The fabric cover 105 is formed from a bottom panel 901, two side panels 903 and 903', a top panel 905 and a forward panel 907. The panels 901, 903, 903', 905, and 907, may be either made from individual pieces of material or from one sheet of material. In either embodiment, the panels 901, 903, 903', 905 and 907 are sewn together to form fabric cover 105.
The blanket 107 is formed from a rectangularly shaped piece of fabric or may be cut from the same sheet of fabric as the bottom panel 901. In either embodiment, one edge of the rectangular flap 107 is attached to one edge of the bottom panel 901 at the open end of the sack 105. The flap 107 has an inside surface 911 and an outside surface (the outside surface is not visible in FIG. 4). The flap 107 may be from several layered sheets of fabric, thereby providing a warm environment for an infant resting between the top of the sack 105 and the flap 107.
Two fasteners 909 and 909' are attached to the side panels 903 and 903', respectively. Similarly, two fasteners 913 and 913' are attached to the inside surface 911. The fasteners 913 and 913' are positioned on the inside surface 911 so as to mate with the fasteners 909 and 909', respectively, when the blanket 107 is placed in the closed position (as shown in FIG. 3).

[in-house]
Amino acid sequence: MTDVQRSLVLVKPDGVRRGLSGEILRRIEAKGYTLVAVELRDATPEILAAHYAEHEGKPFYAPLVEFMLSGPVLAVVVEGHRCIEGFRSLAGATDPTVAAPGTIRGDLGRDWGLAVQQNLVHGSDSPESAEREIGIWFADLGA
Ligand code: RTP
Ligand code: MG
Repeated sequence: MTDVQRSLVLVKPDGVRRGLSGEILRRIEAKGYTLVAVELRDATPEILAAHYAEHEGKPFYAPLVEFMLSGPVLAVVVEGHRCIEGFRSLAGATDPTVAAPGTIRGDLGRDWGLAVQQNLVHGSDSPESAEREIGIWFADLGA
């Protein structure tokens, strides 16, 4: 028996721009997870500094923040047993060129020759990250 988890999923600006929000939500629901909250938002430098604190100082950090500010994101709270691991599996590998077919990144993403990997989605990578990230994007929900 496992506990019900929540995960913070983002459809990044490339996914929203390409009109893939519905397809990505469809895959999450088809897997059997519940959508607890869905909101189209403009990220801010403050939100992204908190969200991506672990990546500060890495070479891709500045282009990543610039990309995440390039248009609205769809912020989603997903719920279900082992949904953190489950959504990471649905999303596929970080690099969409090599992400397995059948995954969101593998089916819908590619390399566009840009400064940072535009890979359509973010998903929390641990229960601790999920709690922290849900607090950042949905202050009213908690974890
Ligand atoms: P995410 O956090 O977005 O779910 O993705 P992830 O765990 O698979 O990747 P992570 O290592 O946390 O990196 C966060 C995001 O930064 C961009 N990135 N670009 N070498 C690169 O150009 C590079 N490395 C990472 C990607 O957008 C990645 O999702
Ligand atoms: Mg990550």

The fasteners 909, 909', 913, and 913' may for example be strips of VELCROŽ, in which embodiment the fasteners 909 and 909' may be of the hook type and the fasteners 913 and 913' may be of the loop type, or vice versa. Other fastening means are usable, such as, but not limited to clips, buttons, snaps, zippers, catches and the like.
The molded cushion 103 may be removed from the fabric cover 105 through an opening 915 when the blanket 107 is positioned in its open position, as shown in FIG. 4.
The cushion 103 is preferably covered with a moisture resistant cover 1000 made, for example, of CHEMSOFT™ material, although any suitable material may be used. By removing the cushion 103 from the fabric cover 101, the cushion 103 may be used as a portable changing pad whereby the cover 1000 prevents moisture from contaminating the cushion 103. The elevated edges 201 provide security against the infant rolling off the changing table (not shown). The moisture resistant cover 1000 is easily wiped clean.
FIG. 6 is a perspective view of the cushion and cover combination 100 in a folded position with the blanket 107 in its open position. In the folded position the cushion fabric cover combination 100 contains a cavity formed by the elevated ridge 201 and the inner area 203 and serves as a storage area or shoulder bag, for example, to carry diapers, infant clothing, toys, infant food, or other supplies. In the folded position the cushion and fabric cover combination 100 can be conveniently carried by placing the handle 801 over the shoulder.